With recognition of the Orthodox Church by Stalin after the 1941 Nazi invasion of the Soviet Union, to gain support of the Church for repulsing the invasion, the autocephaly of the Church of Georgia was recognized in 1943 by the Church of Russia. Then, in 1989, autocephaly was recognized by the Patriarch of Constantinople, thus approving the de facto autocephaly exercised since the fifth century.

In Abkhazia, a region within Georgia which has declared itself an independent state (recognized by Russia, Nicaragua and South Ossetia), Georgian church authorities have largely been prevented from exercising any authority, and the Abkhazian leadership has exiled the diocesan bishop appointed by the Catholicosate. Functioning within the area is the so-called Abkhazian Orthodox Church, which is as yet unrecognized by any other Orthodox church, although it has been given some practical support by the Church of Russia.[1] The breakaway diocese is now seeking to become a self-governed church under the Moscow Patriarchate.[2]


With the downfall of the Soviet Union and the resulting independence of the country of Georgia, a great revival has taken place for the Church of Georgia. As of 2002, more than eighty percent of the population of Georgia has identified themselves as Orthodox Christians. The church itself was organized into 33 dioceses, with 512 churches. The church in Georgia of some 3.5 million people was served by 730 priests.

Primatial title

The full title of the primate of the Church of Georgia is: "His Holiness and Beatitude, Catholicos-Patriarch of all Georgia, Archbishop of Mtskheta and Tbilisi" (Georgian: უწმიდესი და უნეტარესი, სრულიად საქართველოს კათოლიკოს-პატრიარქი, მცხეთა-თბილისის მთავარეპისკოპოსი).

Recent Catholicos-Patriarchs of All Georgia

(See full list)

  • Kirion II (1917-1918)
  • Leonide (1918-1921)
  • Ambrosi (1921-1927)
  • Christefore III (1927-1932)
  • Kalistrare (1932-1952)
  • Melkisedek III (1952-1960)
  • Eprem II (1960-1072)
  • David V (1972-1977)
  • Ilia II (1977 to present)

Dioceses of Georgia

  • Dioceses in Georgia
    • Diocese of Mtskheta and Tbilisi
    • Diocese of Alaverdi
    • Diocese of Akhalkalaki and Kumurdo
    • Diocese of Batumi and Skhalta
    • Diocese of Bodbe
    • Diocese of Bolnisi
    • Diocese of Borjomi and Bakuriani
    • Diocese of Chiatura
    • Diocese of Chqondidi
    • Diocese of Dmanisi
    • Diocese of Khoni and Samtredia
    • Diocese of Kutais-Gaenati
    • Diocese of Manglisi and Tsalka
    • Diocese of Margveti and Ubisa
    • Diocese of Mestia and Svaneti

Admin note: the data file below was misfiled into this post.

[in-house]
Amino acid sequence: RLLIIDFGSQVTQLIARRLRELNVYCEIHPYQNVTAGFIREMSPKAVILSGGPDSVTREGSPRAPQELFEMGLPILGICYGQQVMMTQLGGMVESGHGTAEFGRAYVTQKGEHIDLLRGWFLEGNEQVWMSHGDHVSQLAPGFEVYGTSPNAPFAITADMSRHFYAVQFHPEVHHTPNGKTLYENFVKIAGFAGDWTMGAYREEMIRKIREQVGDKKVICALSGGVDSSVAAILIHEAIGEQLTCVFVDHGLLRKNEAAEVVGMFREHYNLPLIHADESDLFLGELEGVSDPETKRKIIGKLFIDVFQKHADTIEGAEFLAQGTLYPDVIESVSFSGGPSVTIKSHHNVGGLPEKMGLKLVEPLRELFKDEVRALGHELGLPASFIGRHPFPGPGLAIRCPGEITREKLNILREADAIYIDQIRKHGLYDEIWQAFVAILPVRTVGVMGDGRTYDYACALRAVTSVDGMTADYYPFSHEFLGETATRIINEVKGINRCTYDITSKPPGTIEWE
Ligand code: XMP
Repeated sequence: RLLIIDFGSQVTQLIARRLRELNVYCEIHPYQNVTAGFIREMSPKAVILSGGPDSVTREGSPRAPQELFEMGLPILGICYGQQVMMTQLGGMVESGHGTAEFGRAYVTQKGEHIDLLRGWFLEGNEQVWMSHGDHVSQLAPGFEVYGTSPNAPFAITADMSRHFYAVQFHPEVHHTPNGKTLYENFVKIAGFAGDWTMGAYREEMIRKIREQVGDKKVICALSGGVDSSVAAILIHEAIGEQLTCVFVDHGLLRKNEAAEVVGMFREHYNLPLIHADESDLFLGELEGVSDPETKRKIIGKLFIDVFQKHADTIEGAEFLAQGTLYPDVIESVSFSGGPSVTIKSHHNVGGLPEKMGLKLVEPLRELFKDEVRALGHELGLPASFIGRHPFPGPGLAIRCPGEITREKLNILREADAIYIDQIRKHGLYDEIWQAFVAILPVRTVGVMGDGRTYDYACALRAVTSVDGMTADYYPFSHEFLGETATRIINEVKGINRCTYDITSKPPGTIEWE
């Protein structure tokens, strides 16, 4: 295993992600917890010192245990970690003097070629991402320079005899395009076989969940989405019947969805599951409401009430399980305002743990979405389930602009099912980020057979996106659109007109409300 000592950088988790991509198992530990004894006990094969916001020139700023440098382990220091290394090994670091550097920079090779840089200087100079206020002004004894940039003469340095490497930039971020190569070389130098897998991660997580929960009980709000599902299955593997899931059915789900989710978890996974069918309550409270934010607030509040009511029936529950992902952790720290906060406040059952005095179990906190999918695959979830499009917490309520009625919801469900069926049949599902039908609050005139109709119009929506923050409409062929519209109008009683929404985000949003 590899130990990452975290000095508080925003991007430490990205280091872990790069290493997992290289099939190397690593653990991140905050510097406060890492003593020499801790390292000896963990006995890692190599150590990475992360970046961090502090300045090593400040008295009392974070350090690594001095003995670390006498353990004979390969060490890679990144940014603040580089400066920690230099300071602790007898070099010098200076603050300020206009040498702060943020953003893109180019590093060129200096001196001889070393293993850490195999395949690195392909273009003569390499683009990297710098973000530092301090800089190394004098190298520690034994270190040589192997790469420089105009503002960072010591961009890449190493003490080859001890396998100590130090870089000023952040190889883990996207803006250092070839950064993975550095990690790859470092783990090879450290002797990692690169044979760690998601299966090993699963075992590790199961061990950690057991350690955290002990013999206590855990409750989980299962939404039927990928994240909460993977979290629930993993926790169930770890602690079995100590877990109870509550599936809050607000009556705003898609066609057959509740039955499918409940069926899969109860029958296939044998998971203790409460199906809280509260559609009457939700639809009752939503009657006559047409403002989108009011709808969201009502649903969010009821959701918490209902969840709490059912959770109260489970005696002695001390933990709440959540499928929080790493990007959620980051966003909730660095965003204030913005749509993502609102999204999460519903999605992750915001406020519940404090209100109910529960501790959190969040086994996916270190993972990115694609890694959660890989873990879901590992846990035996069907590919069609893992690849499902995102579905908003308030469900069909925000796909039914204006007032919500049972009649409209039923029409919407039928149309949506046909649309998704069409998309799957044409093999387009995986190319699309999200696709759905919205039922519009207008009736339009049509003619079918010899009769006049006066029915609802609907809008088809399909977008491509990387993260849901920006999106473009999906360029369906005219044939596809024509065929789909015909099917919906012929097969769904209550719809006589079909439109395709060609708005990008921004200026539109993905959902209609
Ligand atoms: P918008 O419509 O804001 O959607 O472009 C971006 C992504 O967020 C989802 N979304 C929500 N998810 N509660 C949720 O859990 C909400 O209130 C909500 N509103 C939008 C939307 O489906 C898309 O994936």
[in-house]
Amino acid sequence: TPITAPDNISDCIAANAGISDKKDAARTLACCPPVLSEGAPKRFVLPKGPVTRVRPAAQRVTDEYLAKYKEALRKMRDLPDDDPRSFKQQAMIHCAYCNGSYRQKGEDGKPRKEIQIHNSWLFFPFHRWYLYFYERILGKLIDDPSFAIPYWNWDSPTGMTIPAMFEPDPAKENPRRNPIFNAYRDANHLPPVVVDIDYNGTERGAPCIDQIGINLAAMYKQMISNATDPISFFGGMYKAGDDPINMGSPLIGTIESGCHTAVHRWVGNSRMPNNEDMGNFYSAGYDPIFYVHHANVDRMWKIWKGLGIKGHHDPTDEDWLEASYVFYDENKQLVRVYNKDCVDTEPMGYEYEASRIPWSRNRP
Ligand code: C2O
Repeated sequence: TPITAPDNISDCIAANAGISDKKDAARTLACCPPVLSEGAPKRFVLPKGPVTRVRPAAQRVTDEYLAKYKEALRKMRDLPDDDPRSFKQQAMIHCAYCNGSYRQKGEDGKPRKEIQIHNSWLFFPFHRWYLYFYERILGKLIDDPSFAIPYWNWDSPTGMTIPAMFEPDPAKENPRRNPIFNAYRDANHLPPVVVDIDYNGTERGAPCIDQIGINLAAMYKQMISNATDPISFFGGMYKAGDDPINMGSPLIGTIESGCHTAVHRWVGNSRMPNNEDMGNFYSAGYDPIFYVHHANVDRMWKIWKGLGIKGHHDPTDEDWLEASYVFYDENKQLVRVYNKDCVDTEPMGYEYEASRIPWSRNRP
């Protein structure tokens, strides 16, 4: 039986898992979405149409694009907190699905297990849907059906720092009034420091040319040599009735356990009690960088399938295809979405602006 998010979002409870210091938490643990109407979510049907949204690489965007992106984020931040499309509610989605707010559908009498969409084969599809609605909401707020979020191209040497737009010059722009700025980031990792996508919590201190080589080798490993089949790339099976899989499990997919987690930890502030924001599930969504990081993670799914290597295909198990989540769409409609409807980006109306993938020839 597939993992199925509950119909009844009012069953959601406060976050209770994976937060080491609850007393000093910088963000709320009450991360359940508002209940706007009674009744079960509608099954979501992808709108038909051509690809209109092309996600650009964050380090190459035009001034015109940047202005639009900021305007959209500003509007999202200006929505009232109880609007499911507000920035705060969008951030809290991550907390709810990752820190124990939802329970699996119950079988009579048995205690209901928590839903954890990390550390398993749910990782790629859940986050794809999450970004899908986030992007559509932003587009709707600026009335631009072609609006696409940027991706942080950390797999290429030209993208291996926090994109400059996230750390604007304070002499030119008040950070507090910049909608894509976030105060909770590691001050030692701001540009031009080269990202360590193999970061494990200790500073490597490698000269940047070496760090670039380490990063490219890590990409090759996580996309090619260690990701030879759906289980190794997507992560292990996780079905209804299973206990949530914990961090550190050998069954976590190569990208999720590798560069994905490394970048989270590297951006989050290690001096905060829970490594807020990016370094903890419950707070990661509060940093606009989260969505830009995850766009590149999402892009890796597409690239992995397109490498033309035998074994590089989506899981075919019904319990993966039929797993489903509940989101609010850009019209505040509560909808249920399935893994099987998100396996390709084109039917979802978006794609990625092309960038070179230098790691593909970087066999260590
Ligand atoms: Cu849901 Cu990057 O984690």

• Diocese of Nikortsminda
    • Diocese of Nikozi and Tskhinvali
    • Diocese of Poti and Khobi
    • Diocese of Rustavi and Marneuli
    • Diocese of Samtavisi and Gori
    • Diocese of Senaki and Chkhorotsqu
    • Diocese of Shemokmedi
    • Diocese of Stephantsminda and Khevi
    • Diocese of Tsageri and Lentekhi
    • Diocese of Tsilkani and Dusheti
    • Diocese of Tskhum-Apkhazeti
    • Diocese of Urbnisi and Ruisi
    • Diocese of Vani and Bagdati
    • Diocese of Zugdidi and Tsaishi
  • Dioceses partly abroad Georgia
    • Diocese of Akhaltsikhe, Tao-Klarjeti and Lazeti (partly in Turkey)
    • Diocese of Nekresi and Hereti (partly in Azerbaijan)
  • Dioceses abroad Georgia
    • Diocese of Agaraki and Tashiri (Armenia)
    • Diocese of West Europe (Great Britain, Belgium, Germany, Spain, Italy, Austria)

Further reading

  • Christopher Haas. "Mountain Constantines: The Christianization of Aksum and Iberia." Journal of Late Antiquity, Volume 1, Number 1, Spring 2008. pp.101-126.
(At the beginning of the fourth century, Ezana I of Aksum and Mirian III of Iberia espoused Christianity, much like their better-known contemporary, Constantine the Great. The religious choices made by the monarchs of these two mountain polities was but one stage in a prolonged process of Christianization within their respective kingdoms. This study utilizes a comparative approach in order to examine the remarkably similar dynamics of religious transformation taking place in these kingdoms between the fourth and late sixth centuries. The cultural choice made by these monarchs and their successors also factored into, and were influenced by, the fierce competition between Rome and Sassanian Persia for influence in these strategically important regions.)

External links